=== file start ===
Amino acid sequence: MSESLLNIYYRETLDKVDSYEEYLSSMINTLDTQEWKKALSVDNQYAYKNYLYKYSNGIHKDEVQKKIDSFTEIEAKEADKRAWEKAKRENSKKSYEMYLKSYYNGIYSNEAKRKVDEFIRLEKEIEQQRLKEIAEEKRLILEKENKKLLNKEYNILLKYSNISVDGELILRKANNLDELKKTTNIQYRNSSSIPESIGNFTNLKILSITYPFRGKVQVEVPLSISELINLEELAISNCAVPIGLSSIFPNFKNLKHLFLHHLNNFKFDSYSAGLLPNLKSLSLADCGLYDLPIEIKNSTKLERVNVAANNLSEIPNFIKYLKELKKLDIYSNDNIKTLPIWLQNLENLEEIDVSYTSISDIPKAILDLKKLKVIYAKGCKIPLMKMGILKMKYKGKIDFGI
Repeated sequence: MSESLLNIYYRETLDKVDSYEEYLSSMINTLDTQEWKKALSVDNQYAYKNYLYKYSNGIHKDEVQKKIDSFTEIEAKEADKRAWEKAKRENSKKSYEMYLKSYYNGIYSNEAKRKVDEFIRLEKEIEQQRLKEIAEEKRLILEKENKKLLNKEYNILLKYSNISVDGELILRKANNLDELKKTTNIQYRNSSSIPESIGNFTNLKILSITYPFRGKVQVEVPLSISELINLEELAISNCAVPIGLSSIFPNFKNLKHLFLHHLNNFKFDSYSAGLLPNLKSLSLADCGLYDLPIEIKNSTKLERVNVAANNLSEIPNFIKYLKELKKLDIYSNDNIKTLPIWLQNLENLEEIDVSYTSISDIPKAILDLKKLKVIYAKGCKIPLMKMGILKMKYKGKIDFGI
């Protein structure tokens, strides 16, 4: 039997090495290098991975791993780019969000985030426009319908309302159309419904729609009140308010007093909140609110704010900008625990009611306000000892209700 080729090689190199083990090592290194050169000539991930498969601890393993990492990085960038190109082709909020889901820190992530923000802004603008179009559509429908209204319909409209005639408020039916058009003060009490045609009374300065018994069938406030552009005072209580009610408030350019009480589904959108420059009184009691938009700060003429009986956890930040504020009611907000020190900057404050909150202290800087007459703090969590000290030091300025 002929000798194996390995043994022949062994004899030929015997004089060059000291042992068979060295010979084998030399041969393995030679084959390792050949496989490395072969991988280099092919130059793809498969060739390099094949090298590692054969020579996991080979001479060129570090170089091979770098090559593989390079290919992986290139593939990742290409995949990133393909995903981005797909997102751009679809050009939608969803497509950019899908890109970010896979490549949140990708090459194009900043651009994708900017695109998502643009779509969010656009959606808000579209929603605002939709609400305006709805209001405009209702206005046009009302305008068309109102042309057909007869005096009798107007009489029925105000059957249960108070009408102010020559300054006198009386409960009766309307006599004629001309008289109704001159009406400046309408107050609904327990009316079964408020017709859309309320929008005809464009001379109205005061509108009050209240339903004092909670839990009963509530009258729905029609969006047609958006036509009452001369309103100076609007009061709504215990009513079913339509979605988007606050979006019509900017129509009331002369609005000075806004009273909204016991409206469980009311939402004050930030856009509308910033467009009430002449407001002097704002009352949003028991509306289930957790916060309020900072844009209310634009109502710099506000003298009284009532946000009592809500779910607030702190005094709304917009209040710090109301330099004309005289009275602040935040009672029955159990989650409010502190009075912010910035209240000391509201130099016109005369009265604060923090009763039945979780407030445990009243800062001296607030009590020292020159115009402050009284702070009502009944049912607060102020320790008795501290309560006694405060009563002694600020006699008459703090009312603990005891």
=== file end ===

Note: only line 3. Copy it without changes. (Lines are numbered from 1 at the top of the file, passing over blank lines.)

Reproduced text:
């Protein structure tokens, strides 16, 4: 039997090495290098991975791993780019969000985030426009319908309302159309419904729609009140308010007093909140609110704010900008625990009611306000000892209700 080729090689190199083990090592290194050169000539991930498969601890393993990492990085960038190109082709909020889901820190992530923000802004603008179009559509429908209204319909409209005639408020039916058009003060009490045609009374300065018994069938406030552009005072209580009610408030350019009480589904959108420059009184009691938009700060003429009986956890930040504020009611907000020190900057404050909150202290800087007459703090969590000290030091300025 002929000798194996390995043994022949062994004899030929015997004089060059000291042992068979060295010979084998030399041969393995030679084959390792050949496989490395072969991988280099092919130059793809498969060739390099094949090298590692054969020579996991080979001479060129570090170089091979770098090559593989390079290919992986290139593939990742290409995949990133393909995903981005797909997102751009679809050009939608969803497509950019899908890109970010896979490549949140990708090459194009900043651009994708900017695109998502643009779509969010656009959606808000579209929603605002939709609400305006709805209001405009209702206005046009009302305008068309109102042309057909007869005096009798107007009489029925105000059957249960108070009408102010020559300054006198009386409960009766309307006599004629001309008289109704001159009406400046309408107050609904327990009316079964408020017709859309309320929008005809464009001379109205005061509108009050209240339903004092909670839990009963509530009258729905029609969006047609958006036509009452001369309103100076609007009061709504215990009513079913339509979605988007606050979006019509900017129509009331002369609005000075806004009273909204016991409206469980009311939402004050930030856009509308910033467009009430002449407001002097704002009352949003028991509306289930957790916060309020900072844009209310634009109502710099506000003298009284009532946000009592809500779910607030702190005094709304917009209040710090109301330099004309005289009275602040935040009672029955159990989650409010502190009075912010910035209240000391509201130099016109005369009265604060923090009763039945979780407030445990009243800062001296607030009590020292020159115009402050009284702070009502009944049912607060102020320790008795501290309560006694405060009563002694600020006699008459703090009312603990005891």